Page last updated at 00:26 GMT, Tuesday, 11 November 2008

Frozen embryos' health benefit

Frozen embryo storage
Embryos can be lost through the freezing process

More evidence has emerged that babies born from frozen embryos are healthier than those that develop from fresh embryos, researchers say.

Three studies presented to a US fertility conference found frozen embryo babies were less likely to be premature and under weight.

Previous research has suggested this is down to only the strongest embryos surviving the freezing process.

Fertility experts said more work was needed on the issue.

It is intriguing research that goes against what we would normally assume. It now needs to be looked at again
Dr Allan Pacey, fertility expert

A Finnish study, to be presented to the American Society for Reproductive Medicine meeting in San Francisco, found that babies born from fresh embryos were 35% more likely to be premature and 64% more likely to have low birthweight than those born from frozen.

A second study, from the University of Pennsylvania in Philadelphia, found that babies born from fresh embryos were 51% more likely to have low birthweight and were 15% more likely to die around the time of birth than those born from frozen embryos.

And research by the Royal Women's Hospital in Melbourne, Australia, found 11% of babies born from fresh embryos had low birthweight compared with 6.5% of babies born from frozen.

A total of 12.3% of babies born from fresh embryos were premature, compared with 9.4% of those born from frozen, while 1.9% also suffered death compared with 1.2% from frozen.

Success

It is thought the results were related to the quality of the placenta, the digestive and respiratory system for the foetus.

The Australian researchers said the findings suggested women may prefer to use frozen embryos in the future.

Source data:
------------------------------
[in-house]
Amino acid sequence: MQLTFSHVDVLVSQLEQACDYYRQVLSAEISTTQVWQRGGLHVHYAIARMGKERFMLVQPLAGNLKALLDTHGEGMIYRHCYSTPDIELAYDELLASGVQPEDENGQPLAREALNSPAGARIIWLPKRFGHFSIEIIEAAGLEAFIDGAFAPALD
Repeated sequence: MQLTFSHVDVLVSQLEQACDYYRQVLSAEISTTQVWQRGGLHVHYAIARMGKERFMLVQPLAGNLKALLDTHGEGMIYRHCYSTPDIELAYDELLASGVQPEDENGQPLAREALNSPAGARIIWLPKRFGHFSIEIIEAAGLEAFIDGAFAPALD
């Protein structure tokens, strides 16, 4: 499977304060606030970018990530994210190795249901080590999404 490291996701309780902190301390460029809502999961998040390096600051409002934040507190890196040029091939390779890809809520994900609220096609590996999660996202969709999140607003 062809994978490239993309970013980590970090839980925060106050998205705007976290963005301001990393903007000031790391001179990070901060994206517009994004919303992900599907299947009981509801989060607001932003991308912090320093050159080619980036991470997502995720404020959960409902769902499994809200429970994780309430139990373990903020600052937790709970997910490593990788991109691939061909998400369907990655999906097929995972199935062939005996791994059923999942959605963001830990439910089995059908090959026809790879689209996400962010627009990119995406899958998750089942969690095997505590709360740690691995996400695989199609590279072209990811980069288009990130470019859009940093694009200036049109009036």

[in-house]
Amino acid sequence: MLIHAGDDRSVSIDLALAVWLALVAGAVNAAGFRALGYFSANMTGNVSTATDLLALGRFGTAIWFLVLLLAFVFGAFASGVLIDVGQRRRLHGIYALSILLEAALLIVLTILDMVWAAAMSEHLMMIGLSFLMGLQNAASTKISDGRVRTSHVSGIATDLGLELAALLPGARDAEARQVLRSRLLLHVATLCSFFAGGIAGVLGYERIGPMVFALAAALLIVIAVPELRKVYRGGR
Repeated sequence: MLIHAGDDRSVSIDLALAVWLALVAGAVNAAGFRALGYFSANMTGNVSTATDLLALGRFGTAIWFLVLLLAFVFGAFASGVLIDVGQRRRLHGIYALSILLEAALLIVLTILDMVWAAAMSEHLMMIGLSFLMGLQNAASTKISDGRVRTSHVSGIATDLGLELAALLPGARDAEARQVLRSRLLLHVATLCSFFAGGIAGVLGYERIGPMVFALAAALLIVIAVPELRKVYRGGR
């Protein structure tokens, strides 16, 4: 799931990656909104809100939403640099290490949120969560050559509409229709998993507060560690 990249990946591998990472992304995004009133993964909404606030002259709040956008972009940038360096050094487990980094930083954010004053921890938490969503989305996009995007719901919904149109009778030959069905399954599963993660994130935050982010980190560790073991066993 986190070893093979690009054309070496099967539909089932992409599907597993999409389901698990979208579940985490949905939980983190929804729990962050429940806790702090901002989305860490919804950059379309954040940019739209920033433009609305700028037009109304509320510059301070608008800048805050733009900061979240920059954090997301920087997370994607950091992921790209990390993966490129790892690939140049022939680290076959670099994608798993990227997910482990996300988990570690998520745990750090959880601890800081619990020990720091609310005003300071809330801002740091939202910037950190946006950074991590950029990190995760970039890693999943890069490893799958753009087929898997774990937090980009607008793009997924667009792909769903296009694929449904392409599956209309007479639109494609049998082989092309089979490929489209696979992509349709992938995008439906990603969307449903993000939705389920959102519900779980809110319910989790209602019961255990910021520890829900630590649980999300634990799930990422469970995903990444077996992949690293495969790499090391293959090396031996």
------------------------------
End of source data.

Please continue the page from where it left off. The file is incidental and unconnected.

But Dr Allan Pacey, a fertility expert from the University of Sheffield and secretary of the British Fertility Society, warned it was not so clear cut.

"Frozen embryo transfers are not as successful as fresh ones in terms of getting a pregnancy.

"So it may be that we have to balance the health of children against chances of success."

But he added: "It is intriguing research that goes against what we would normally assume. It now needs to be looked at again."



Print Sponsor


SEE ALSO
Frozen embryos 'better for IVF'
08 Jul 08 |  Health
Longest frozen embryo baby born
06 Jul 05 |  Health

RELATED INTERNET LINKS
The BBC is not responsible for the content of external internet sites


FEATURES, VIEWS, ANALYSIS
Has China's housing bubble burst?
How the world's oldest clove tree defied an empire
Why Royal Ballet principal Sergei Polunin quit

BBC navigation

BBC © 2014 The BBC is not responsible for the content of external sites. Read more.

This page is best viewed in an up-to-date web browser with style sheets (CSS) enabled. While you will be able to view the content of this page in your current browser, you will not be able to get the full visual experience. Please consider upgrading your browser software or enabling style sheets (CSS) if you are able to do so.

Americas Africa Europe Middle East South Asia Asia Pacific